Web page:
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2020.08.27 | Publication

Men of the desert or men of the world? Revisiting the iconography of Palmyrene men and their camels

New publication by Professor and Centre Director Rubina Raja.

2020.08.26 | History and archaeology, Calls

PhD fellowships in the field of the Urban Societies in Past Worlds (5+3)

The Graduate School at Arts, Faculty of Arts, Aarhus University, in collaboration with the Centre for Urban Network Evolutions (UrbNet), invites applications for four fully funded PhD fellowships in Urban Societies in Past Worlds. See "Specific calls".

2020.08.21 | Publication, History and archaeology

Copper-based metalwork in Roman to early Islamic Jerash (Jordan)

New publication by Vana Orfanou, Thomas Birch, Achim Lichtenberger, Rubina Raja, Gry H. Barfod, Charles E. Lesher and Christoph Eger.

Left: Knife handle from Mechelen-Begijnenstraat, 1350-1450 (© CAR vzw); right: reference drawing of the type 'Late-/post-Medieval knife C1.1b' in the reference typology of PAN (© Portable Antiquities Netherlands/RCE).

2020.08.18 | Grants, History and archaeology

’Medieval Metal’ - Metalwork material culture in Flemish towns, 1000-1600 AD

Northern Emporium Postdoc Pieterjan Deckers receives a one-year ‘synthesis research’ grant from Flanders Heritage Agency.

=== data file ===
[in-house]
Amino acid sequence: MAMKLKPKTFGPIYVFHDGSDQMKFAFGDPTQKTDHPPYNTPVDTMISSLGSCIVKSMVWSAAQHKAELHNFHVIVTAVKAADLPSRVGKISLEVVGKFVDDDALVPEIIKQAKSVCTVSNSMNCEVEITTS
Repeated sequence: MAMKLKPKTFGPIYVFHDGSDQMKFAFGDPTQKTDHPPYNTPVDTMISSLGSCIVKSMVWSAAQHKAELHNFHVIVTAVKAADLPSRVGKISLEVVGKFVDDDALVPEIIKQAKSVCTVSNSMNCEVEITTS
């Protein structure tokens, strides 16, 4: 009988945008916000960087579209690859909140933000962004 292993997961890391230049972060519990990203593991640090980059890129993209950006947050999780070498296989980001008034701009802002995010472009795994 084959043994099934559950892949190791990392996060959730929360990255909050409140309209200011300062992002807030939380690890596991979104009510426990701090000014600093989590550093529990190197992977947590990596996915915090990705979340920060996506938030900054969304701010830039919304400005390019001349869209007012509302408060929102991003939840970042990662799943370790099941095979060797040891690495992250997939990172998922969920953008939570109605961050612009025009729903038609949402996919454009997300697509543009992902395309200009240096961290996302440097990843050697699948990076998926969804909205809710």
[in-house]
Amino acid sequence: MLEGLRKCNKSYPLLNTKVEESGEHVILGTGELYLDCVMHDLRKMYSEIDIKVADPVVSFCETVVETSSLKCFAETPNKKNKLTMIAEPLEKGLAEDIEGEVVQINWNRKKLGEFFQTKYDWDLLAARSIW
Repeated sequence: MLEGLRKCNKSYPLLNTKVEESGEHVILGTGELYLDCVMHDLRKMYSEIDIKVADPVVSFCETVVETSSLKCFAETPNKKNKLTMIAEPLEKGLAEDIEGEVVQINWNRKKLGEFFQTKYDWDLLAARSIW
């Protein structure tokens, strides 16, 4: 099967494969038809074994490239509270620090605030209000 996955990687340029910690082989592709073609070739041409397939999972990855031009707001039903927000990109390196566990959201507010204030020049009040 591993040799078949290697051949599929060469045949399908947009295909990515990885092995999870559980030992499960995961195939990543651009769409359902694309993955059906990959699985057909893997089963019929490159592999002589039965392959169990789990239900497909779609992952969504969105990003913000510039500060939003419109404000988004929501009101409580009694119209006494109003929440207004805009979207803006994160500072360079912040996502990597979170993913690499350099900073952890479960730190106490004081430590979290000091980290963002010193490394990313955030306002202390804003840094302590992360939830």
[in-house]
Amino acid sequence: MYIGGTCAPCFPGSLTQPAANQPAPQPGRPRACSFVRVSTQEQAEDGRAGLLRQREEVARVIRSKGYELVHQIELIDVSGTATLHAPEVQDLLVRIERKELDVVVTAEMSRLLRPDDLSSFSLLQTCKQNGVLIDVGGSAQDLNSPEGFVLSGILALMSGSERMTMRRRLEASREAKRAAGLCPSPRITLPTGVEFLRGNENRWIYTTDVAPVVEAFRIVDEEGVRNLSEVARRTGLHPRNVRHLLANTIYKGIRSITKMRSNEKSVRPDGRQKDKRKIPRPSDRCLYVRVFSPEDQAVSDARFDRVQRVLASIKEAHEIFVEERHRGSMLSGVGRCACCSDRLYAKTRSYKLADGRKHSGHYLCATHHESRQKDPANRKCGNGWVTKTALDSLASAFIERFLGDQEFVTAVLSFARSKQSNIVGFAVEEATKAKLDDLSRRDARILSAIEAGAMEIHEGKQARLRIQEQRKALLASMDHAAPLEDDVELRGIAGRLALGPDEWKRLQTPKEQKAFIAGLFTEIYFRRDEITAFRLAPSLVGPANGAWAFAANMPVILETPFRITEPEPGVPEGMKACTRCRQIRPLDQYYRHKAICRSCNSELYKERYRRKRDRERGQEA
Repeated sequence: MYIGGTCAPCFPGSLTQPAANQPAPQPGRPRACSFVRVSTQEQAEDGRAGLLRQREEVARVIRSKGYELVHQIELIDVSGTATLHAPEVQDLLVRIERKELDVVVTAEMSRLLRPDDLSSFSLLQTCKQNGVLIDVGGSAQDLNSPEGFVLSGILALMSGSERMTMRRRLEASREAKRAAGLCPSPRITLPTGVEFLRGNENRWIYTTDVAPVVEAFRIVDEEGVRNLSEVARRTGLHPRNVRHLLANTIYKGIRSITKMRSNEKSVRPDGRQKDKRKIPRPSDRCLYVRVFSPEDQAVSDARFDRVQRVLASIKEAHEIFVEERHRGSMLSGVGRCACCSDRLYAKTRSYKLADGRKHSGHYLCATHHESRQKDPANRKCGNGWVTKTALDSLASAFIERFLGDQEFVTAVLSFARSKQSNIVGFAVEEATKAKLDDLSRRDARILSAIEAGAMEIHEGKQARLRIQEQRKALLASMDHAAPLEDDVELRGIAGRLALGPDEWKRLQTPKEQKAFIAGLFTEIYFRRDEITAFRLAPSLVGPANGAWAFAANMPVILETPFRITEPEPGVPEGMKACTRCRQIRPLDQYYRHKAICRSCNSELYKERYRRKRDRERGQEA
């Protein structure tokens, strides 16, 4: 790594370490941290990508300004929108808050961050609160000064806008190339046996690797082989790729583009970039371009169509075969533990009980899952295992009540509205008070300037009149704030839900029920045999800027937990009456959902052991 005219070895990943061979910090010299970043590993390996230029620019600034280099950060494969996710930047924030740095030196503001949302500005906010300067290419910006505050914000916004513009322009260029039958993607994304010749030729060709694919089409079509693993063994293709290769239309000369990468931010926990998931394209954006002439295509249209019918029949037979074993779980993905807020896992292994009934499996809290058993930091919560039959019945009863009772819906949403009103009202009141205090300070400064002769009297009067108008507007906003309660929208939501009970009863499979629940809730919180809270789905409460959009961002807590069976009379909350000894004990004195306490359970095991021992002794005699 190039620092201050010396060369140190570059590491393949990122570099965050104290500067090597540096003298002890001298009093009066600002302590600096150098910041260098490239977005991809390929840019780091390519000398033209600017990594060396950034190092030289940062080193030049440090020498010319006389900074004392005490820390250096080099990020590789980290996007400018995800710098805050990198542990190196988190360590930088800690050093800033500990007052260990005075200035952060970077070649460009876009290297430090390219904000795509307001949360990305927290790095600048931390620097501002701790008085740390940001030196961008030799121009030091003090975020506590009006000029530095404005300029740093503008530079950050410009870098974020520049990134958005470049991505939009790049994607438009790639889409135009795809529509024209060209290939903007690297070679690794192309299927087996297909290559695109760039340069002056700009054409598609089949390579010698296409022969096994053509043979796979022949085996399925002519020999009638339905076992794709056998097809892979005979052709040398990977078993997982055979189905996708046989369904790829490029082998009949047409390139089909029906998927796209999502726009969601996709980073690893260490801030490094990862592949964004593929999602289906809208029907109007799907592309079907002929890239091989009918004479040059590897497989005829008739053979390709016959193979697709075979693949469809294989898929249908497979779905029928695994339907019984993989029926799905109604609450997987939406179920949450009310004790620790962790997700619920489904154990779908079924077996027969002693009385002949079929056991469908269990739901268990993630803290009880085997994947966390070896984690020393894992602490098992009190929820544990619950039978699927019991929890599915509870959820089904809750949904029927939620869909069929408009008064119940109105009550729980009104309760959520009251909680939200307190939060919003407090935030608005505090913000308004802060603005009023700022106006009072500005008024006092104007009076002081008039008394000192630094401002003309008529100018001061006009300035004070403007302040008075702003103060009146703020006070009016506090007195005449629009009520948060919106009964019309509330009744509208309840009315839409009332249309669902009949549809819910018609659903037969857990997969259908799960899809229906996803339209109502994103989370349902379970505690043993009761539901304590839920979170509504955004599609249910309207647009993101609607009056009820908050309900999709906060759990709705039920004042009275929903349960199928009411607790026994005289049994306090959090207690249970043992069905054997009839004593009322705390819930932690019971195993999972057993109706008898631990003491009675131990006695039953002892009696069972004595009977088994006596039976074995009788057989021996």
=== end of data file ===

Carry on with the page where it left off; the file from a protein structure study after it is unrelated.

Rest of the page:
A mosaic with urban motifs from the Umayyad Mosque in Damascus decorates the cover of the first volume of JUA.

2020.08.18 | Publication, History and archaeology

Inaugural volume of Journal of Urban Archaeology is out now

A much-needed new venue for sharing research on urban archaeology has appeared – a journal founded by UrbNet professors Rubina Raja and Søren M. Sindbæk. The first volume of the journal is online now and free to read.

2020.08.18 | People , History and archaeology

New AIAS fellow Iza Romanowska

Iza Romanowska is co-funded by AIAS and the "Circular Economy and Urban Sustainability in Antiquity" (Carlsberg Foundation).

2020.08.14 | History and archaeology, Research

When high-definition archaeology pays off: The case of Roman glass from Jerash

The origin of Roman glass can be determined through hafnium isotopes. An UrbNet collaboration study was published on this last month, and at the root of the study is the Roman glass from the excavations in Jerash run by the Danish-German Jerash Northwest Quarter Project.

2020.08.13 | Media coverage, History and archaeology

Smykkevedhæng fra vikingetiden genskabt i 3D

Forskere fra Semper Ardens-projektet Northern Emporium med professor Søren Sindbæk i spidsen har 3D-printet et unikt vedhæng ud fra en gruppe støbeformfragmenter, der er fundet og opbevaret i Ribe. Vedhænget forestiller måske en valkyrie, og det er første gang, at det er lykkedes forskerne at genskabe en genstand, der ikke længere eksisterer.

2020.08.13 | History and archaeology, People

Studentermedhjælper til Centre for Urban Network Evolutions (UrbNet)

Ansøgningsfrist: 1 oktober 2020.

Photo: Danish-German Jerash Northwest Quarter Project.

2020.08.12 | History and archaeology, Media coverage

Recent UrbNet results continue to make headlines

The study, which confirms the origin of clear Roman glass by analysing trace quantities of Hafnium isotopes of glass fragments from the archaeological excavations in Jerash by the Danish-German Jerash Northwest Quarter Project, has been widely covered in the news ever since it was published in Nature Scientific Reports last month.

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